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Circadian rhythm

The circadian rhythm is the name given to the ‘internal body clock’ that regulates the approximately 24-hour cycle of biological processes in animals and plants. The body’s physiological processes are not constant throughout the day, but are rhythmic and cyclical. There are circadian patterns for cognitive and psychomotor performance, physiological activities (e.g. digestion, immune function, temperature) (see Figure 8.3), alertness and mood. Even birth and death have circadian patterns that peak during the night (Kryger et al., 1994).

Typical core body temperature circadian cycle

Figure 8.3 Typical core body temperature circadian cycle

Laboratory studies depriving volunteers of any time cues have shown that the circadian cycle actually runs slightly longer than 24 hours if allowed to ‘free run’ in the absence of external cues such as daylight (Czeisler et al., 1982). The circadian cycle is biphasic: our levels of alertness peak between 12:00 and 21:00 (usually around 16:00) and fall to a minimum between 03:00 and 06:00 hours. Evidence from traffic accidents and occupational accidents shows that a peak tends to occur in the early hours of the morning (between 1am and 6am), when performance is at its lowest. Further, particularly for older drivers, there is a secondary accident peak between 1pm and 5pm (Langlois et al., 1985).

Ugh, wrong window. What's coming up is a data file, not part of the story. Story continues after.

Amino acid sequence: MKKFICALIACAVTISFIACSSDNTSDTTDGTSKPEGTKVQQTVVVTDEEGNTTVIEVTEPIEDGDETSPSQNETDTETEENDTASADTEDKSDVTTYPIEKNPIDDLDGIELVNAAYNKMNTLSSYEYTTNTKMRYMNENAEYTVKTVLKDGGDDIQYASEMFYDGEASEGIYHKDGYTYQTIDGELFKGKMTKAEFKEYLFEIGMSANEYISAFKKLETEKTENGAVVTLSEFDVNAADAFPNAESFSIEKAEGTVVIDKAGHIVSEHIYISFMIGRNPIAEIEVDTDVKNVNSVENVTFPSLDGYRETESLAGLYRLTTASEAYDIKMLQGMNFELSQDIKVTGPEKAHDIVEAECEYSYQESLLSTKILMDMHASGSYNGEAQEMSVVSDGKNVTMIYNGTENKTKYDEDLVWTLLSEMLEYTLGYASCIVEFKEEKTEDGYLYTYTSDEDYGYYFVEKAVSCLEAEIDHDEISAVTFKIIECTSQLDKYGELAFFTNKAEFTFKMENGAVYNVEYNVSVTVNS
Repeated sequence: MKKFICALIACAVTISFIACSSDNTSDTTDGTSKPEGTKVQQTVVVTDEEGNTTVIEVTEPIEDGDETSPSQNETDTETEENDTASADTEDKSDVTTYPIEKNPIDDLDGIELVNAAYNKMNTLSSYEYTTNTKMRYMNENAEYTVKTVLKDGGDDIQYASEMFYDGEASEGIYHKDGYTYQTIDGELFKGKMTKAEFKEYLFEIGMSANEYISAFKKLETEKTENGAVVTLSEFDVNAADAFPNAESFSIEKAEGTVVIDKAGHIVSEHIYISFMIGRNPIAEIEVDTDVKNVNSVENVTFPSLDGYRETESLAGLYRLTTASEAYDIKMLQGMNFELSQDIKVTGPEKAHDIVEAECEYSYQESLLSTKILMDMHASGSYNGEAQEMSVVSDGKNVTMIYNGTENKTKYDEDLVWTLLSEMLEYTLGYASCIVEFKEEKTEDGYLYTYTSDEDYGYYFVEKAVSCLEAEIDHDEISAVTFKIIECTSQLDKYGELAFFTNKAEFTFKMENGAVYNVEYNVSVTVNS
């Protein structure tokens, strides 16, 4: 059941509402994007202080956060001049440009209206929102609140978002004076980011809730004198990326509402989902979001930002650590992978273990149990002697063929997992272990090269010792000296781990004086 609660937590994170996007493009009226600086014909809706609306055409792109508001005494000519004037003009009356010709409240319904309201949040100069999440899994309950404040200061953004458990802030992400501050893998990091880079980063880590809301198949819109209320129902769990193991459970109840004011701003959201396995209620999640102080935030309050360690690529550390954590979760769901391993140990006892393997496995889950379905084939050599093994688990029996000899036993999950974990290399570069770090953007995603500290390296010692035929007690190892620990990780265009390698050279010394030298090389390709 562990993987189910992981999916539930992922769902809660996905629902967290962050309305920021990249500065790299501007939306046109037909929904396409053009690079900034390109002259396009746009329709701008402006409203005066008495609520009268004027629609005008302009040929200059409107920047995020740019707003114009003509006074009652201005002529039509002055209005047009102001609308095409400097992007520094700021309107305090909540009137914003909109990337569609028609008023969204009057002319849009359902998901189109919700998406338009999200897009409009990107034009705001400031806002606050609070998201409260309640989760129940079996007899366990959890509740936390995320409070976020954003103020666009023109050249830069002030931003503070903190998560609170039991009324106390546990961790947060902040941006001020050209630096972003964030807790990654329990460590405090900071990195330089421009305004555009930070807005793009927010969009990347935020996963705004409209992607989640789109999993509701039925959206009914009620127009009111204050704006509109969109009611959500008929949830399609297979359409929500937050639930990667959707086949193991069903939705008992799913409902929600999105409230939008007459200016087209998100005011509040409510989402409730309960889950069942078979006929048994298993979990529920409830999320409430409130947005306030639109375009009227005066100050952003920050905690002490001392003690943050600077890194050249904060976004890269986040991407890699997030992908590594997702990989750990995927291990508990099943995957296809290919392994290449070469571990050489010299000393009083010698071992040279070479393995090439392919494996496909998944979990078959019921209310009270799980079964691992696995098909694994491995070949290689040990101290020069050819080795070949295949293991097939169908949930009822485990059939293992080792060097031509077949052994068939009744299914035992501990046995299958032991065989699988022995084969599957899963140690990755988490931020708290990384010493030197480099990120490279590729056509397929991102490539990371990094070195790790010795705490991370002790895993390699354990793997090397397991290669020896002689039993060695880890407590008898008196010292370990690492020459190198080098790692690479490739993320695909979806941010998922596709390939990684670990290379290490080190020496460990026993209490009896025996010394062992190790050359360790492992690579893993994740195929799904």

There are individual differences in circadian rhythm. Questionnaires, such as the Morningness-Eveningness questionnaire, have been widely used to quantify individual propensity to be active and alert in the morning or in the evening (Horne and ostberg, 1976). one in ten people is a morning person (‘lark’) who naturally likes to wake up early in the morning, and about two in ten are ‘owls’, who enjoy staying up long past midnight (Smolensky and Lamberg, 2000). The rest of us are somewhere between these two extremes. Thus, someone who is an owl may be more suited to night work than someone who is a lark.

 
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